The notion of conservation through the establishment of protected areas has, as we have seen, a long pedigree. From royal forests and hunting reserves, through game reserves and wildlife sanctuaries, to national parks, the practice has a history almost as long as civilization. To a large extent the refinement of these types of reserves is a response to problems that conservationists have encountered in their management and reflects attempts to accommodate the different degrees of human activity that should be permitted within their boundaries. The proliferation of ideal types has, however, kept far ahead of legislative changes. For this reason National Parks remain the most common type of protected area, especially in developing countries supporting biodiversity conservation.

 

Tropical Biodiversity - Why Sri Lanka

Sri Lanka has been identified as one of the 34 global biodiversity “hotpots” by the Conservation International, and one of the world’s 356 endemic bird areas by the BirdLife International. Sri Lanka’s lowland rainforests, montane rainforests and south-western rivers and streams are listed in the WWF Global 200 eco-regions as one of the most biologically distinct terrestrial, freshwater, and marine eco-regions of the planet, which are considered priority areas for conservation.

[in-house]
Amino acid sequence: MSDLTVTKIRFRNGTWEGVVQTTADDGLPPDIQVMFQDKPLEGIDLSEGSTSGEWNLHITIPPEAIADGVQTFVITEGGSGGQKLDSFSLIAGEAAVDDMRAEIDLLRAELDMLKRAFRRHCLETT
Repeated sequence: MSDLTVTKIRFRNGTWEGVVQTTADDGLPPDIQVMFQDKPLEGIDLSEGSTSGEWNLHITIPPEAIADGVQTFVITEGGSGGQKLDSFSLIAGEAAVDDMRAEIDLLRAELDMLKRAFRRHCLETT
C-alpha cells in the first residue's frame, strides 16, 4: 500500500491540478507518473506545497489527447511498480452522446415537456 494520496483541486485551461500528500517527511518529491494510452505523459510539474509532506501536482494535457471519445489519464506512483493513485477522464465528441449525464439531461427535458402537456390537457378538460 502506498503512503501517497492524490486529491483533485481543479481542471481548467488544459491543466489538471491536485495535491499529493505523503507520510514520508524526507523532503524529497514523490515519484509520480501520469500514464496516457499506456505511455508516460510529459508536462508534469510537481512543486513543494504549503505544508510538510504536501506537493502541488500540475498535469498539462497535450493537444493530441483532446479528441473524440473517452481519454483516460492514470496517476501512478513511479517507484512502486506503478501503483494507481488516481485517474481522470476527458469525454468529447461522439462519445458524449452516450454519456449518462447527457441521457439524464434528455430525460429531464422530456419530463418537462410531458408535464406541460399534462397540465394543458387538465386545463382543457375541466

The 3-week program on Tropical Biodiversity consists mainly field visits to areas representing in-situ and ex-situ biodiversity  conservation in Sri Lanka. The program involves hands-on experience in biodiversity conservation and allows participants to engage with the local communities that are directly and indirectly dependent on biodiversity resources.

An interdisciplinary approach has been followed and hence the curriculum combines specific knowledge of various scientific fields in order to adequately address the issue of biodiversity conservation and its sustainable utilization in the tropics. This field-based program includes group activities carried out in sites within Sri Lanka with globally significant biodiversity, providing an opportunity for the participants to develop critical problem-solving skills in the case of loss of biodiversity in the tropics. Within a short time period, the short course provides participants with the knowledge of the science and practice involved in sustaining and enhancing the biodiversity in tropical ecosystems to preserving environmental integrity.